Frequently Asked Questions (FAQ)

CPA Certificate

Why obtain a CPA license?


A career as an accountant is a highly respected profession. Contrary to popular belief, accounting is a very people-centric profession. The benefit of a CPA license is the increase in income potential. With the CPA designation, salaries are really limitless and you can lead a very comfortable standard of living. From a career standpoint, the biggest benefit is the endless opportunities that exist for CPAs. Many different professions are attracted to employing a CPA. It is an exceptional foundation for almost anything you do in life.

Why become a CPA?

A CPA understands the business language of accounting and in turn can use that information to make influential decisions in the business world. Three important reasons to become a CPA now:

  1. Help strengthen the financial markets that the global economy relies upon.

  2. CPA designation makes you more valuable on the job market.

  3. If you intend on becoming a CPA, it is better to take the exam earlier than later. Since the CPA exam’s inception, the exam has become harder and harder. In 2011, major changes will be coming to the CPA exam. This is the first major change to the computer based test (CBT) since its inception in 2004.


What EXACTLY do I have to do to earn my CPA license?

  • Though the CPA exam is a uniform exam, meaning that all exam applicants take the same CPA exam, each state maintains their own requirements for licensing.  Generally, the CPA license requirements involve (1) educational and (2) work experience requirements. To find out what the requirements are for your respective state, consult the AICPA list of State Boards of Accountancy.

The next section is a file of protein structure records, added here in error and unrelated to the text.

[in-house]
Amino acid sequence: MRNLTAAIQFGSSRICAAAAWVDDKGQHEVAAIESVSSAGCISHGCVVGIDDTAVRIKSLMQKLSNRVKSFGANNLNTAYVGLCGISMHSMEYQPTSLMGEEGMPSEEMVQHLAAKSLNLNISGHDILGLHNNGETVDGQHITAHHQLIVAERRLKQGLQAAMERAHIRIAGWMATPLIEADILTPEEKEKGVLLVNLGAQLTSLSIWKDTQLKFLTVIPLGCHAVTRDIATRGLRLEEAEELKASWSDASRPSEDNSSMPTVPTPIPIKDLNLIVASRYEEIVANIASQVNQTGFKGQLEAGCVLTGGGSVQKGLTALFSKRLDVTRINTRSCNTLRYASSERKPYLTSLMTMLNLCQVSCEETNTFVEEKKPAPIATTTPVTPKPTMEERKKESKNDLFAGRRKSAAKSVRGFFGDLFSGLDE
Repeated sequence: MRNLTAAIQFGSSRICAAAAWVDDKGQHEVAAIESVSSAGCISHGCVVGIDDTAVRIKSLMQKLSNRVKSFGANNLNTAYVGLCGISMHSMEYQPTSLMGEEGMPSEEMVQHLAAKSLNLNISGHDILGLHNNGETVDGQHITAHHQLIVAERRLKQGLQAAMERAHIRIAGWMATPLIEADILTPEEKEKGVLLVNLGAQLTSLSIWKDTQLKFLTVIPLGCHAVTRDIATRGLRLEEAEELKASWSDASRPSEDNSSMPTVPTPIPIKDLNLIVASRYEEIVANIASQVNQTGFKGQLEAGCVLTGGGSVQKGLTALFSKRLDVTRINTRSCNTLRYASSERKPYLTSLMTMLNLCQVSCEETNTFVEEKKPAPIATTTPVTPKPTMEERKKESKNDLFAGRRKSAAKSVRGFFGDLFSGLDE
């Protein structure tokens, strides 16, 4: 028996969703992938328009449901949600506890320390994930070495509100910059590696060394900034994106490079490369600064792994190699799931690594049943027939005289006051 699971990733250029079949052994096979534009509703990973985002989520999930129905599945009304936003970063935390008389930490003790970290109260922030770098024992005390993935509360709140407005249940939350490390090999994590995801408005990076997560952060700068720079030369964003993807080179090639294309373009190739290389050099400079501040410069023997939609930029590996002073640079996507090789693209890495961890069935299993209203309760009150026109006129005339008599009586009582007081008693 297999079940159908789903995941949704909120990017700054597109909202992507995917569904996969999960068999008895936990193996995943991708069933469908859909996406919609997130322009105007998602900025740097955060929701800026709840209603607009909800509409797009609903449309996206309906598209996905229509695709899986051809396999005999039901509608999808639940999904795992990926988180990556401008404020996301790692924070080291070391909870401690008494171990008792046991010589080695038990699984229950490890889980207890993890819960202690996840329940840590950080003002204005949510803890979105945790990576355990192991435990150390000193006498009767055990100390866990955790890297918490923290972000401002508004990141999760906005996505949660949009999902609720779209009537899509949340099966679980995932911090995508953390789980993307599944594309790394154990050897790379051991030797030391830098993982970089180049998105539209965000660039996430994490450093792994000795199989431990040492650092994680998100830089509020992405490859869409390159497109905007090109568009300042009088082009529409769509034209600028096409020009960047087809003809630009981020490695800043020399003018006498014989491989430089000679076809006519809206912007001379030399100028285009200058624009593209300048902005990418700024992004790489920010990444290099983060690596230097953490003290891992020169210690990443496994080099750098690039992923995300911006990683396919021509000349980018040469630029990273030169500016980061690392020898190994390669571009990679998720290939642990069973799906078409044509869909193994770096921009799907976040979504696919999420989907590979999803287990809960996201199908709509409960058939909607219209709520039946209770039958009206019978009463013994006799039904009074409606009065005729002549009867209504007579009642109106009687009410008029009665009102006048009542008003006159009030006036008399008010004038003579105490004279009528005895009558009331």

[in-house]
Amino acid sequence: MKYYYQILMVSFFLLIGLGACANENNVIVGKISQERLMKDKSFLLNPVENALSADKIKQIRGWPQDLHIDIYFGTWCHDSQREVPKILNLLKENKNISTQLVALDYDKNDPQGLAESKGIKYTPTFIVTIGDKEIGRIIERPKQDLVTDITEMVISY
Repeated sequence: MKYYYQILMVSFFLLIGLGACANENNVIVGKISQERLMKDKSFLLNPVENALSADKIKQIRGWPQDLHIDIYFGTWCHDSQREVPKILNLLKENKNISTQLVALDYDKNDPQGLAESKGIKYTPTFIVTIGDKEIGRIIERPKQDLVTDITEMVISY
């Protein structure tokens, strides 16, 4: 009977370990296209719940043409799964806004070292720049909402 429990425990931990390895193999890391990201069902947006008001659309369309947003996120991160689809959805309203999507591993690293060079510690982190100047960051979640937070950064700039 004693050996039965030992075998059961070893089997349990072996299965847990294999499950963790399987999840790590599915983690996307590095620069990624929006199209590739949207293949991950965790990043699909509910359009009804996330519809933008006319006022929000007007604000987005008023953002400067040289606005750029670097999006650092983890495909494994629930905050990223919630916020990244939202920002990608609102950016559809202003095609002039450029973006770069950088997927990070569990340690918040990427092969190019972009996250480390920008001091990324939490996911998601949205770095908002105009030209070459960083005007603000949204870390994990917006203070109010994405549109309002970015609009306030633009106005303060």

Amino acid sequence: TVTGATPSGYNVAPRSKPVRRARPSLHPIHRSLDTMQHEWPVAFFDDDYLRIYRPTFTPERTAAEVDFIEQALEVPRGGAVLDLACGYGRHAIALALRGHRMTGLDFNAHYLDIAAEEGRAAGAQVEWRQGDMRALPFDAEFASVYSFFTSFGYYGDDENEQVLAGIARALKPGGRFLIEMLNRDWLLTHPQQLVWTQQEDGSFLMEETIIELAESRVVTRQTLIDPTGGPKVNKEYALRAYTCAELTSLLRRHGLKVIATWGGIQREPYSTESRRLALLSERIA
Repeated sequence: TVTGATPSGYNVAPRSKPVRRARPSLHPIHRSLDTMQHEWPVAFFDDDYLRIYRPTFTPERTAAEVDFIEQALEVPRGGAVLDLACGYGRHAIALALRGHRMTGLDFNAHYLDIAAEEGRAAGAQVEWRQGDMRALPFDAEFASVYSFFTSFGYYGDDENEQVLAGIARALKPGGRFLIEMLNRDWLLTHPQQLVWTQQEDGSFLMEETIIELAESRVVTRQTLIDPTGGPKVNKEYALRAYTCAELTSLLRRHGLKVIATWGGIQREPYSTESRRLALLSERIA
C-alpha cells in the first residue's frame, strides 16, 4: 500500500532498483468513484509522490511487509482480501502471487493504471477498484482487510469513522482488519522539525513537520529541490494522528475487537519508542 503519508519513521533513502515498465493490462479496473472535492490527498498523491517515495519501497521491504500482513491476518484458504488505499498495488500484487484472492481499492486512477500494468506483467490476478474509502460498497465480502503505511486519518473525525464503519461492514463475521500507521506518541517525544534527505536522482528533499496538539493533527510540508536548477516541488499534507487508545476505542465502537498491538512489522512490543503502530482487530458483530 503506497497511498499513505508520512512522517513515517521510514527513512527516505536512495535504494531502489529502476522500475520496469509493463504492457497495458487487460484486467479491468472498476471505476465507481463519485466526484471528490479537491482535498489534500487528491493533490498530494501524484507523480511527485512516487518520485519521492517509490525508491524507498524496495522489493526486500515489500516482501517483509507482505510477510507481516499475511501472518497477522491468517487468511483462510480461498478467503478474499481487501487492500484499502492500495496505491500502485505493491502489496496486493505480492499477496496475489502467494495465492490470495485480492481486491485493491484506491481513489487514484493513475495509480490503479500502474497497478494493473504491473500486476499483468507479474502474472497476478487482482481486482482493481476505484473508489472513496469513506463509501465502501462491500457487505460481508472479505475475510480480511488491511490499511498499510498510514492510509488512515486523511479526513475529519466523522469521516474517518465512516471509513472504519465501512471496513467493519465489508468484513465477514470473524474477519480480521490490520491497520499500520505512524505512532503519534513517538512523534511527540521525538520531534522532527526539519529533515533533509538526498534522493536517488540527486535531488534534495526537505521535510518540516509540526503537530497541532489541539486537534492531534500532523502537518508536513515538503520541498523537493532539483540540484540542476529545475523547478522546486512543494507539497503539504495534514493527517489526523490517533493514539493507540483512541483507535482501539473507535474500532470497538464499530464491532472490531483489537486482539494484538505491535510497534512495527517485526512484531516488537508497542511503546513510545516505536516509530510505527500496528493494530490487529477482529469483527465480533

• The AICPA has a step-by-step guide of what is required to become a CPA that you can visit here


When should I take the CPA exam?

  • The Uniform CPA exam can be taken throughout the year, with one caveat.  For each three month quarter (e.g. January-February-March), the third month (e.g. March) is not open for testing.  In simpler terms, the exam can be taken during the following months: January, February, April, May, July, August, October, and November.

  • Additionally, exam applicants should be aware that you can only attempt to take each exam no more than once per quarter.


What order should I take the CPA exam in?

  • One approach is to take whatever exam you feel most confident that you can pass. Starting in 2011 the CPA exam format will be changing for the first time since the computer based test (CBT) was first implemented.  As such you should try to earn credit for whatever exam that you feel you are most confident with.

  • Another approach is to take the Business Environment and Concepts (BEC) exam first since, currently, there is no simulation portion of the exam.

  • Note that some exams are longer in time allocations (e.g. Financial Accounting and Reporting (FAR) is the longest test in terms of time allocation-4.5 hours). Many applicants take this exam first to “get it out of the way” since it is known to be the longest in time and study material. To see an overview of time allotment clickhere.

  • Historically, exam candidates have lower passing rates during the first and fourth quarter of the calendar year.  Respectively, this is due in part to accounting “busy season” and the holidays. For me, I aimed to take the exam during these periods in hopes that the historically lower relative scores of my peers gave me the best chance to pass.


What are the different parts of the CPA exam?

  • Regulation (REG)

  • Auditing and Attestation (AUD)

  • Business Environment and Concepts (BEC)

  • Financial Accounting and Reporting (FAR)

  • To find out what content areas are covered in each section see the AICPA outlinehere.

What CPA review and study material should I use to prepare for the exam?

  • Many sources could be used to pass the CPA Uniform Exam. The AICPA does not recommend any particular provider. The most common sources from my point of view are: 

  • - Becker.

  • - Wiely